Woodson, Jacqueline.  1997.  The House You Pass On the Way. New York: Delacorte



Woodson, Jacqueline. 2002.  Last Summer With Maizon. Penguin. Ages 9-12

ISBN: 0698119290


Woodson, Jacqueline.  2002.  Hush. Putnam Pub Group. ISBN: 0142500496

Young Adult work.


Woodson, Jacqueline. 1994.  Maizon at Blue Hill. Yearing Books. Young Adult.

ASIN: 0440408997


Woodson, Jacqueline.  Ill. by Earl B. Lewis.  2001. The Other Side. G. P. Putnam

and Sons.


Woodson, Jacqueline.   2002 reprint. Miracle's Boys. Putnam. Ages 9-12

ISBN: 0399231137*


Woodson, Jacqueline. 2003.  Locomotion. New York: G.P. Putnams Sons.


Woodson, Jacqueline. 1995.  I Hadn't Meant to Tell You This. Lauraleaf. Young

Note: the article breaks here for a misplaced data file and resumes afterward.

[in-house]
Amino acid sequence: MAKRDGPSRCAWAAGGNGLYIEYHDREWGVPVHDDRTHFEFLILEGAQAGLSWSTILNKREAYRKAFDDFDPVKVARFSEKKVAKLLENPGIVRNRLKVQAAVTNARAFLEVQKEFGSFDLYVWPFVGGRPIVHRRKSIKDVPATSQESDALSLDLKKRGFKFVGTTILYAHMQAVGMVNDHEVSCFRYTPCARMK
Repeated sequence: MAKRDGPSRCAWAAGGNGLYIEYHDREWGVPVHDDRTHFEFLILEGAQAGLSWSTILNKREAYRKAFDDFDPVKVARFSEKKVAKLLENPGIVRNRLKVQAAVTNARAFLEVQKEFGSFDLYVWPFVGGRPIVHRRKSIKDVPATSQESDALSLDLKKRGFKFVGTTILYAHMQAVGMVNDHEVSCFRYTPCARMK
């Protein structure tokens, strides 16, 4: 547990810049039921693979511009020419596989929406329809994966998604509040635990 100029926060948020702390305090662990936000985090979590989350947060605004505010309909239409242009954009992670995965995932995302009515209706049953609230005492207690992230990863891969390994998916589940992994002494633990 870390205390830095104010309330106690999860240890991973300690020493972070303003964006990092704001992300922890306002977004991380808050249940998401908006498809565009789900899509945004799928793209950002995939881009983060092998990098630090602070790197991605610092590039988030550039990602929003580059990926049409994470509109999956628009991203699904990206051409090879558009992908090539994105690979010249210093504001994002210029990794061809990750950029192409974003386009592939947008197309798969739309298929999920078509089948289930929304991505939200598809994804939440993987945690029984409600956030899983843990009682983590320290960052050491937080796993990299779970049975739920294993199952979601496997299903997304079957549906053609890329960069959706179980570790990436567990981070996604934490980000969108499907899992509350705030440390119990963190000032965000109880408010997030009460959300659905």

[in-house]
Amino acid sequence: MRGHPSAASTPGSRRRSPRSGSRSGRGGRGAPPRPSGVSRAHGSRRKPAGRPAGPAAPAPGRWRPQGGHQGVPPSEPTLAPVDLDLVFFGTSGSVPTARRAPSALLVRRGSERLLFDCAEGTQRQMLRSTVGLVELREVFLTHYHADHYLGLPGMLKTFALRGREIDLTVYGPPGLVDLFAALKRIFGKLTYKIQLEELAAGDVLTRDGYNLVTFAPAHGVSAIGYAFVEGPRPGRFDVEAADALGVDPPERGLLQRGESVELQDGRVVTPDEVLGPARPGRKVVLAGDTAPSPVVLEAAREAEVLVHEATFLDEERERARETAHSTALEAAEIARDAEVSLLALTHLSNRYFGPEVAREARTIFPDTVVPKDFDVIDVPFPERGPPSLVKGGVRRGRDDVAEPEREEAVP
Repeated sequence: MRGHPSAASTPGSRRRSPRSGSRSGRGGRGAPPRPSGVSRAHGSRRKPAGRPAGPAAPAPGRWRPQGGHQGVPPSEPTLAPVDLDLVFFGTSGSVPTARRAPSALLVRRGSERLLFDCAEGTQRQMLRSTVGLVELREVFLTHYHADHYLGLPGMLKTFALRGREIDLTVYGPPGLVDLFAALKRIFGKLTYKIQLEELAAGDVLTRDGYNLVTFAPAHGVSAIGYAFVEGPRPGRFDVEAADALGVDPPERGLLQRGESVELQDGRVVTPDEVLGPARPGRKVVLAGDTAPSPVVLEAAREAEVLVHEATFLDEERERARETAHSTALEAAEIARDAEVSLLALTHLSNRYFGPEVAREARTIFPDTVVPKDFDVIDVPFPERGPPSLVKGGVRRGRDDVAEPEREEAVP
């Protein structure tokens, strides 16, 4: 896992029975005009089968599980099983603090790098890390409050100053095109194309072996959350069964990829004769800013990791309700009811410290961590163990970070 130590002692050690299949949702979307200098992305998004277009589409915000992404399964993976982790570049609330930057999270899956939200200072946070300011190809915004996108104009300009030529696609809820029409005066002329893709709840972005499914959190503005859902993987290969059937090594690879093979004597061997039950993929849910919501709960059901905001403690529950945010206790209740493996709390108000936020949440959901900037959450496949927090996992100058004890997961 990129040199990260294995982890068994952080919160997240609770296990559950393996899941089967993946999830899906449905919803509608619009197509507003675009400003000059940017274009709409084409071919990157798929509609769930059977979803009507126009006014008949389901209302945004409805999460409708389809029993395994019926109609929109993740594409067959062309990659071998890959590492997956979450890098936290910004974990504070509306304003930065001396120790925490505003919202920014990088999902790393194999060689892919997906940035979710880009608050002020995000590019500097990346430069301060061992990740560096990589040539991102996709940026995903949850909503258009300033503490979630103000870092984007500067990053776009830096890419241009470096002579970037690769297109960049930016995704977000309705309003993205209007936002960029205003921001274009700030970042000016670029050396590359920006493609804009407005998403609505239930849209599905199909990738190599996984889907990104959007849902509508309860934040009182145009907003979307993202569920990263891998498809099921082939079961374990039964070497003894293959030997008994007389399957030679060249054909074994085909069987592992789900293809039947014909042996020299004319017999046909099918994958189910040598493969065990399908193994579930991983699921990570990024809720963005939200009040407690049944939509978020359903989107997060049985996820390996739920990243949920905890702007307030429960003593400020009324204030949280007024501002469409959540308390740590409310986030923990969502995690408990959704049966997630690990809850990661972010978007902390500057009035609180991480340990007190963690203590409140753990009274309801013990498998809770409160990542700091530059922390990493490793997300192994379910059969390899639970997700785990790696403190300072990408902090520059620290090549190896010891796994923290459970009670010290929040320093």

Adult ISBN: 0440219604.


Woodson, Jacqueline. 2000. If You Come Softly. Putnam. Ages 9-12 ISBN:



Woodson, Jacqueline.  2000.  Lena. Lauraleaf. Ages 9-12 ISBN: 0440226694


Woodson, Jacqueline. 2000.  Ill. by Floyd Cooper.  Sweet, Sweet Memory. Jump at

the Sun.   Ages 4-8 0786802413.


Woodson, Jacqueline.  2002. Visiting Day.  Scholastic Paperbacks. Ages 4-8.

ISBN: 0590400053.


Woodson, Jacqueline.  Ill. by Diane Greenseid. 1998.  We Had a Picnic This

Sunday Past.  Disney Press. ISBN: 0786802421.


Woodson, Jacqueline.  1995. Between Madison and Palmetto. Yearling. Young Adult.

ASIN: 0440410622.


Woodson, Jacqueline.  1996. The Dear One. Delacorte Press.


Woodson, Jacqueline. 1995.  Autobiography of a Family Photo: A Novel. E. P.

Dutton. ISBN: 0525937218


Woodson, Jacqueline. 2002.  Ill. by Jon J. Muth.  Our Gracie Aunt. Hyperion

Press. Ages 4-8. ISBN: 0786806206.


Woodson, Jacqueline. 1995.  From The Notebooks Of Melanin Sun. Scholastic Books.

Young Adults. ISBN: 0590458809.